Greenblum & Bernstein, P.L.C.
REEXAMINATION AND POST-GRANT
PRACTICE GROUP NEWSLETTER
keePing TABs No. 3
In This Issue
· Tally of Filed IPR and CBM - 15 CBM petitions and 64 IPR petitions as of November 29, 2012
· Additional Activity at the PTAB – The PTAB continues to provide guidance on several issues
Ongoing Tally of Filed IPR and CBM
On September 16, 2012, the USPTO began accepting petitions seeking to initiate inter partes review proceedings (“IPR petitions”) and petitions for post grant review against certain patents directed to covered business methods (“CBM petitions”). As of noon on November 29, 2012, 79 petitions for IPR or CBM proceedings have been identified in the PTAB’s listing of proceedings. In aggregate, there have been 15 petitions requesting CBM and 64 requesting IPR. These 79 petitions have been filed by 39 petitioners. Two petitioners (Liberty Mutual Insurance Co. and Corning Inc.) have each accounted for 10 of the petitions, while a third petitioner (Chi Mei Innolux Corp.) has filed 6: these three corporations together have filed about a third of all petitions so far. Please click here for the latest spreadsheet reflecting the filings.
Activity at the PTAB in November 2012
Actions of particular interest are discussed below.
· PTAB Orders Stay of Inter Partes Reexamination Proceeding: In an order entered November 6, 2012, the panel stayed concurrent inter partes reexamination of the patent involved in the inter partes review “pending the termination or completion of the instant proceeding.” CBS Interactive. V. Helferich Patent Licensing, LLC, IPR2013-00033.
· PTAB Continues to be Interactive in Managing Cases: In a series of orders in SAP America Inc. v. Versata Development Group, CBM2012-00001, the PTAB denied a motion for pro hac vice admission and issued orders governing conduct of the proceedings, pertaining to a protective order, a request for additional discovery, and authorization to use particular experts already employed in related litigation (Paper No. No. 21, entered November 6, 2012, No. 24, entered November 15, 2012, and No. 27, entered November 19, 2012). These orders also document conference calls among the PTAB and the parties, and are thus of general interest as to procedure.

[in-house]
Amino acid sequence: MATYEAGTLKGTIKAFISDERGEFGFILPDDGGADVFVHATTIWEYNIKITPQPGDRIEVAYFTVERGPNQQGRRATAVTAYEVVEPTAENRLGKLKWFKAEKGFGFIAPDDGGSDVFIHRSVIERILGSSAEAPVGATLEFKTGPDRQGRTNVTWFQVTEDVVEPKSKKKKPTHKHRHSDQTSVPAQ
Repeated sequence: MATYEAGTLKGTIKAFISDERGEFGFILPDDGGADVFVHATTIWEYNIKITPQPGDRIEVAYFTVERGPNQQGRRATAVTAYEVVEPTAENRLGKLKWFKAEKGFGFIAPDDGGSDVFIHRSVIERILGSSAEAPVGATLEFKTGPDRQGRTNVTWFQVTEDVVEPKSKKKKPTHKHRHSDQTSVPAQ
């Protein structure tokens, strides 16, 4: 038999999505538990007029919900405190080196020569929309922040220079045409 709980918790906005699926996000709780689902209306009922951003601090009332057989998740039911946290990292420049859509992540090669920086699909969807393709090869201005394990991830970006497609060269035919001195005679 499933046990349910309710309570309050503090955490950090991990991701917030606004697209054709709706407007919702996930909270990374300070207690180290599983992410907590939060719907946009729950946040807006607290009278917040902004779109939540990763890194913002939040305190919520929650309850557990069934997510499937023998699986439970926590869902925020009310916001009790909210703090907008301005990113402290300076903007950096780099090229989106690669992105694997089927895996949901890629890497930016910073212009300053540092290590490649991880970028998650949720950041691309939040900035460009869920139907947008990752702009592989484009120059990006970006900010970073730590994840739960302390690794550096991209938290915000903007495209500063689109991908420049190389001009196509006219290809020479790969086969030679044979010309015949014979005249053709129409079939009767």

· PTAB Trial Section Judges: Although no judges other than the core 7, namely Judges Tierney, Lee, Lane, Medley, Chang, Giannetti and McNamara, have as yet been assigned as the APJ to manage proceedings, additional APJs names have begun to appear as members of panels, and even as authors of PTAB orders. In addition to Chief Judge Smith and Vice Chief Judge Moore and the core 7, others who have participated in 3 member panel decisions include:
o Judge Zecher in CBM2012-00003 (undated notice 8),
o Judge Elluru in CBM2012-00001 (Paper Nos. 10, entered Oct. 17. 2012, and 16, entered Nov. 1, 2012),
o Judges Richard M. Lebovitz and Deborah Katz in IPR2012-00006 (Paper No. 12, entered November 9, 2012), IPR2012-00007 (Paper No. 20, entered November 9, 2012), and IPR2013-00011 (Paper No. 11, entered November 9, 2012),
o Judges Lora M. Green and Jeffrey B. Robertson in IPR2012-00022 (Paper No. 14, entered November 20, 2012)(Green, author);
o Judge Scott R. Boalick in IPR2012-00026 (Paper No. 12, entered November 2, 2012),
o Judges Robertson and Rae Lynn Guest in IPR 2012-00035 (Paper No. 13, entered November 9, 2012),
o Judges Scott R. Boalick and Turner in IPR2013-00033 (entered November 6, 2012).
· Errors/Preferences noted by Board:
o In CBM2012-00001, Paper No.27, entered November 19, 2012, the panel requested that “parties generally identify how a proposed protective order differs from the Board’s default protective order.”
o Petitions exceeding the page limit, where the limit is not waived pursuant to granted motion, will be expunged from the record, as will any oppositions filed without authorization by the Board; see IPR2012-00006, Paper Nos. 11 and 12, both entered November 9, 2012; IPR2012-00007, Paper Nos. 18, 19 and 20, all entered November 9, 2012; IPR2013-00011, Paper Nos. 10 and 11, both entered November 9, 2012